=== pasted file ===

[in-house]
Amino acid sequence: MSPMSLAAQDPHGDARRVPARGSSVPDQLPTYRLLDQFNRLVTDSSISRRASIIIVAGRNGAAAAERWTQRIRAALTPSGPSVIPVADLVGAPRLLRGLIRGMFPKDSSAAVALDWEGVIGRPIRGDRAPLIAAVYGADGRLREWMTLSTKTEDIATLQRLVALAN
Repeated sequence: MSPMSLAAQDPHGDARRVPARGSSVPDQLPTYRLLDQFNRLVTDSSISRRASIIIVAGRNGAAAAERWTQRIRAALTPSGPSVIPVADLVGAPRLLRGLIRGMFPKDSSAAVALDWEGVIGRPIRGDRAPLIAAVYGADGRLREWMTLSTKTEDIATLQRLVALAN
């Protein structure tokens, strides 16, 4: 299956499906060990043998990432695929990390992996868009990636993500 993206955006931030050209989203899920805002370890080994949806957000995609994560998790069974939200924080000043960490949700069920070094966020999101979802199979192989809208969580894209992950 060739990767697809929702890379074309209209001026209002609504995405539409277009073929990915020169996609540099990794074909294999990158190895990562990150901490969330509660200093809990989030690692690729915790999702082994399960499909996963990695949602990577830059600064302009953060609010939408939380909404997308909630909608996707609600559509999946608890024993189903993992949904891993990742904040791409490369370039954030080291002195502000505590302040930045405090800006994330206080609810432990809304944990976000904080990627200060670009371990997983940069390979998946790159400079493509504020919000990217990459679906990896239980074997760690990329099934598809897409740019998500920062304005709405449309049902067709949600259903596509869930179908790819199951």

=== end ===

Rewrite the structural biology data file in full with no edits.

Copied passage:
[in-house]
Amino acid sequence: MSPMSLAAQDPHGDARRVPARGSSVPDQLPTYRLLDQFNRLVTDSSISRRASIIIVAGRNGAAAAERWTQRIRAALTPSGPSVIPVADLVGAPRLLRGLIRGMFPKDSSAAVALDWEGVIGRPIRGDRAPLIAAVYGADGRLREWMTLSTKTEDIATLQRLVALAN
Repeated sequence: MSPMSLAAQDPHGDARRVPARGSSVPDQLPTYRLLDQFNRLVTDSSISRRASIIIVAGRNGAAAAERWTQRIRAALTPSGPSVIPVADLVGAPRLLRGLIRGMFPKDSSAAVALDWEGVIGRPIRGDRAPLIAAVYGADGRLREWMTLSTKTEDIATLQRLVALAN
């Protein structure tokens, strides 16, 4: 299956499906060990043998990432695929990390992996868009990636993500 993206955006931030050209989203899920805002370890080994949806957000995609994560998790069974939200924080000043960490949700069920070094966020999101979802199979192989809208969580894209992950 060739990767697809929702890379074309209209001026209002609504995405539409277009073929990915020169996609540099990794074909294999990158190895990562990150901490969330509660200093809990989030690692690729915790999702082994399960499909996963990695949602990577830059600064302009953060609010939408939380909404997308909630909608996707609600559509999946608890024993189903993992949904891993990742904040791409490369370039954030080291002195502000505590302040930045405090800006994330206080609810432990809304944990976000904080990627200060670009371990997983940069390979998946790159400079493509504020919000990217990459679906990896239980074997760690990329099934598809897409740019998500920062304005709405449309049902067709949600259903596509869930179908790819199951």